Individually Designed Majors

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Individually Designed Majors

Engineering is evolving rapidly. Many of the most interesting areas of study no longer fit within the purview of a single, traditional department. While interdisciplinary programs abound at Stanford, some undergraduate students may still find that no existing degree program meets their unique educational goals. For these students, the school offers the Individually Designed Major (IDM).

An IDM program is designed by you, with substantial faculty guidance and review. It's a rigorous process requiring a strong commitment: You must clearly define what you want, demonstrate that your interests lie outside any established program, then search out the courses, faculty, and fields that define a robust, coherent plan of study. It's not for everyone?but the rewards can far outweigh the effort.

Getting started

As a first step, you should contact Professor Brad Osgood, Senior Associate Dean for Student Affairs and the head of the IDM review committee, to discuss your proposed course of study. Two faculty advisors are required to provide help and approval, at least one from the School of Engineering. You must then complete, submit, and secure approval for a comprehensive written proposal.

The proposal should be accompanied by a completed Individually Designed Major program sheet and a Four Year Plan sheet. Submit one paper copy and one electronic copy of all these documents, plus a copy of your unofficial SU transcript, to Darlene Lazar in 135 Huang, You must have at least three quarters of undergraduate work remaining at Stanford after your proposal is submitted. The completed program will result in the degree of Bachelor of Science in Individually Designed Major in Engineering, plus the approved title of the IDM program. For more about requirements and procedures, please consult the Undergraduate Handbook.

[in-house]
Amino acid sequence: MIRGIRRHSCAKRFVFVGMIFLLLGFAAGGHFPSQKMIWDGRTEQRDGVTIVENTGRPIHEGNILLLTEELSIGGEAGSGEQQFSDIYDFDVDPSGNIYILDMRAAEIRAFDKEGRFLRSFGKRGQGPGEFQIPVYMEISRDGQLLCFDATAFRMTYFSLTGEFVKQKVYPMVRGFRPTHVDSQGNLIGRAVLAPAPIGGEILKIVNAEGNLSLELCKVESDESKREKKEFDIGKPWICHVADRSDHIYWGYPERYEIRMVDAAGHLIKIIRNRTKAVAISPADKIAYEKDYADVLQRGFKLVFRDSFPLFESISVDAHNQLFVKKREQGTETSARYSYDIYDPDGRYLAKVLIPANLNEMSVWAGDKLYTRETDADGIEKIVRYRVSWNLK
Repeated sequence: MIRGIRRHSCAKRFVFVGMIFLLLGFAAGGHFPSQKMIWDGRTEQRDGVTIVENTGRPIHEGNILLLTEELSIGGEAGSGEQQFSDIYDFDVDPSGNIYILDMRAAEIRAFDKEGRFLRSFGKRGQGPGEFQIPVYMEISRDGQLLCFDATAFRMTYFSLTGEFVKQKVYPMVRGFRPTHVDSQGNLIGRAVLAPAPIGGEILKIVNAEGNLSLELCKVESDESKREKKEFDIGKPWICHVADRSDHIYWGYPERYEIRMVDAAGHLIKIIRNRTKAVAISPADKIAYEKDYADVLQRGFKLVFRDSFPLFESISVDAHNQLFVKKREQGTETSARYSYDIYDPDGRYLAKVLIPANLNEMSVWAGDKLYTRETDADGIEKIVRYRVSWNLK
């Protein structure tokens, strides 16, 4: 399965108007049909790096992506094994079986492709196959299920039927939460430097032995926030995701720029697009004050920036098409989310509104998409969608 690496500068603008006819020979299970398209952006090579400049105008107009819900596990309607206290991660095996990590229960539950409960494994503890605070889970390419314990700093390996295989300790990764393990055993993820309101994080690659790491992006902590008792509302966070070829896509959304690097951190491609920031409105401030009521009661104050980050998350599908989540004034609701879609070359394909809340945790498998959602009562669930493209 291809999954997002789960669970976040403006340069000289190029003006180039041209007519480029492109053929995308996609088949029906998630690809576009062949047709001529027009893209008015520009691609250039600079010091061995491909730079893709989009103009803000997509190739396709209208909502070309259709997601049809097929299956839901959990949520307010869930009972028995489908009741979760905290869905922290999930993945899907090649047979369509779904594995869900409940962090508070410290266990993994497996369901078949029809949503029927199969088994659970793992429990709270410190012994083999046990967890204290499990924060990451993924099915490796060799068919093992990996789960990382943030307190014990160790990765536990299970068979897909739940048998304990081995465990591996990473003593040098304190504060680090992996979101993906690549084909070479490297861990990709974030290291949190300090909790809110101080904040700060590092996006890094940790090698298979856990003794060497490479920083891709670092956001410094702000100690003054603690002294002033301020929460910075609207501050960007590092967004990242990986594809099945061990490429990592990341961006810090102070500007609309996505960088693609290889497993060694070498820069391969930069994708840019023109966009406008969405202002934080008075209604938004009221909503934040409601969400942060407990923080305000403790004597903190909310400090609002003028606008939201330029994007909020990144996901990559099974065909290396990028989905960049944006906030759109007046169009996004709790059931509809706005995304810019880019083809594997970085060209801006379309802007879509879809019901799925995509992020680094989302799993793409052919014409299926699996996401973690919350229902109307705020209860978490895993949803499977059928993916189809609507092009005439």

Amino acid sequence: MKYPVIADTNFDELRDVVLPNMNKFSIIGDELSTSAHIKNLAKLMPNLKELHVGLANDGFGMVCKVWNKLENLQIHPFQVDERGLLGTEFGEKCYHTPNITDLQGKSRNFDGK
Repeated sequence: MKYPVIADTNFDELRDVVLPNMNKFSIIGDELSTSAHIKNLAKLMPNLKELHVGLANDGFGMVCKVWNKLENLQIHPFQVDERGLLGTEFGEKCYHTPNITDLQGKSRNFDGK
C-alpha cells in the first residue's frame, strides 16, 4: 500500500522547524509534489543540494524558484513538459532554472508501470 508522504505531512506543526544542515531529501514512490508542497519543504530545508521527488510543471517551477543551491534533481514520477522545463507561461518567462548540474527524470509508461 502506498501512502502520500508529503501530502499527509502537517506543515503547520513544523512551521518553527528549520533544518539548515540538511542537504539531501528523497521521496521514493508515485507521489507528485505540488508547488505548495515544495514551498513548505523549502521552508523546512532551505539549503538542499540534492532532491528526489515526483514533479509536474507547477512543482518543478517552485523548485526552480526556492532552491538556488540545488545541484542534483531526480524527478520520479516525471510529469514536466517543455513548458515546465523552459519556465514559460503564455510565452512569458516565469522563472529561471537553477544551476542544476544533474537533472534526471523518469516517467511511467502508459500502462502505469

Some examples

Below are some past IDM programs in which the vision of students has complemented the interdisciplinary spirit of the school:

  • Biochemical Engineering
  • Biomedical Informatics
  • Computer Generated Imagery
  • Computer Graphics
  • Computer Graphics and Simulation
  • Computer Imaging
  • Computer Information Systems
  • Computer Interaction Design
  • Computers, Improvisation & Interactivity
  • Design and Manufacturing
  • Electrical Engineering and Economic Systems
  • Energy Engineering